room for faith.’ (Critique of Pure Reason, Preface to the Second Edition, MP p. 513)
What is it that Kant believes that we cannot know? What are the objects of faith? How,
according to Kant, is it possible for us to think of objects of faith, specifically, of God?
K4. Kant believes in the determinism of nature and in the free (autonomous) will. How
does he attempt to reconcile these two apparently conflicting claims? What are the
consequences of his dualism with respect to the self for his views about morality and
H1. How, for Hegel, does the rise of Newtonian science threaten the very conception of
the sacred and holy? What is the consequence of the atheism and deism for transcendent
moral values? For Hegel, is the ethical possible without the holy? What irony does
Hegel see in the attempt to live a holy life in the post-Enlightenment era? How is that
irony relevant to Hegel’s conception of the ‘beautiful soul’?
KK1. How does Kierkegaard’s philosophy of religion re-conceive Kant’s understanding
of the noumenal realm, specifically with respect to the self or ego? Contrast Hegel’s
account of the ego with Kierkegaard’s notion of the continually renewing self.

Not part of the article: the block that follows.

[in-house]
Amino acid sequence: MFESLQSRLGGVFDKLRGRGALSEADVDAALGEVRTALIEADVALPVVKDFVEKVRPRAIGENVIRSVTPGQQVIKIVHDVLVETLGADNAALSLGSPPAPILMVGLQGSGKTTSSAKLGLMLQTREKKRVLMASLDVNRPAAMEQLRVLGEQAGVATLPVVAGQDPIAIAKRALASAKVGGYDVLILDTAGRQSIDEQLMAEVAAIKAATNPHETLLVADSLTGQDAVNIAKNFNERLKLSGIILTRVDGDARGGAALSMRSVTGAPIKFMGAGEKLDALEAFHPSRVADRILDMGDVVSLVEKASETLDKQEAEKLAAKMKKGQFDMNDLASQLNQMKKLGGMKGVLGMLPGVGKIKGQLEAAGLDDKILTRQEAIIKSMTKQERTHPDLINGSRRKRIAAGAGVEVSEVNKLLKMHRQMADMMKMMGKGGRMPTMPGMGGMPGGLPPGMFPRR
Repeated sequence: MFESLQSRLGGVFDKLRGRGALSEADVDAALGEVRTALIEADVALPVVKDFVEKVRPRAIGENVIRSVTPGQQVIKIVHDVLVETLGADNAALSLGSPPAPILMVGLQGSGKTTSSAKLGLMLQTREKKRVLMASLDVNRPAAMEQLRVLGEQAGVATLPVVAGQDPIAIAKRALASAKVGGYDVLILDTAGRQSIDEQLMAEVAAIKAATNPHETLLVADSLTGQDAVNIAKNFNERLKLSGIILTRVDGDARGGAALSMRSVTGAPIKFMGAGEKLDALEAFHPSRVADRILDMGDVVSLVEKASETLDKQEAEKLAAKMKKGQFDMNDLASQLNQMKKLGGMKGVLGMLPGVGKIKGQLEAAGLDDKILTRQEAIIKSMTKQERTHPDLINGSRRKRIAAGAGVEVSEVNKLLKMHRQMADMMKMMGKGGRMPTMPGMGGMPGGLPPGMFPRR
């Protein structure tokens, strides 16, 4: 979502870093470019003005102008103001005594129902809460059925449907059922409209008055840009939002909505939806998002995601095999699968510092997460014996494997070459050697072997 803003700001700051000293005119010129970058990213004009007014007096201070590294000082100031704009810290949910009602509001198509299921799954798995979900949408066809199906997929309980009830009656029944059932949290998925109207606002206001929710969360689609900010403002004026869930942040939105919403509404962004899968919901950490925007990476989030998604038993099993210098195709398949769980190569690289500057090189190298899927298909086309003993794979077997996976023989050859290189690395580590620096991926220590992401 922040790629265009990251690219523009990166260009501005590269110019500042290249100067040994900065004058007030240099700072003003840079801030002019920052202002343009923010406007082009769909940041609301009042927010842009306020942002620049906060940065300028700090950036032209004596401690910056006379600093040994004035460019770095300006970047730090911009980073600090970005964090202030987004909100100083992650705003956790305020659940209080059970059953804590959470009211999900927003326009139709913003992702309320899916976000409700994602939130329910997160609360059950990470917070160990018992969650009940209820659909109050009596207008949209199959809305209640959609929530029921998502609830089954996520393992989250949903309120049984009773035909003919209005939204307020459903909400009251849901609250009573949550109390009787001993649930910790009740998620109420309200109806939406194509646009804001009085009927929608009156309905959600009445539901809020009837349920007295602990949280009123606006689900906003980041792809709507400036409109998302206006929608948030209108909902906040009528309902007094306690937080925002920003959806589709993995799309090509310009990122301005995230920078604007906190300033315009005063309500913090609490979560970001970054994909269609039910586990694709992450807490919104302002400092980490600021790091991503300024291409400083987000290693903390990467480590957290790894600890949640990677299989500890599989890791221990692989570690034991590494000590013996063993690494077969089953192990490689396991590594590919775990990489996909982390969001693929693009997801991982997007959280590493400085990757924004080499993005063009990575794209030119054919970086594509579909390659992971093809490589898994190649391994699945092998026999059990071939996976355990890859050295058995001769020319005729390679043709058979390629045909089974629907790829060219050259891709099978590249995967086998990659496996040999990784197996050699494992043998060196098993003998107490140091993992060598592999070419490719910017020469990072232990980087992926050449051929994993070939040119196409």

C1. Discuss the role that changing conceptions of substance and causation play in
undermining rationalist views of God and the self, and explain how they facilitate the
skeptical views of Hume and the critical views of Kant. (Include as much detail and as
many references to the text as you can in the limited time that you have to write.)
C2. Contrast Hume’s distinction between relations of ideas and matters of fact with
Kant’s distinctions between analytic and synthetic judgments and between a priori and a
posteriori judgments. What are the consequences of their disagreements about these
distinctions for their views about causation? about mathematics? about our knowledge of
the phenomenal world?
C3. What distinguishes the Enlightenment as a world-view from the world-view of the
early modern rationalists? Specifically, how do the two world-views differ with respect
to their theories of knowledge and belief? What are the consequences of those
differences for our understanding of God and of ourselves?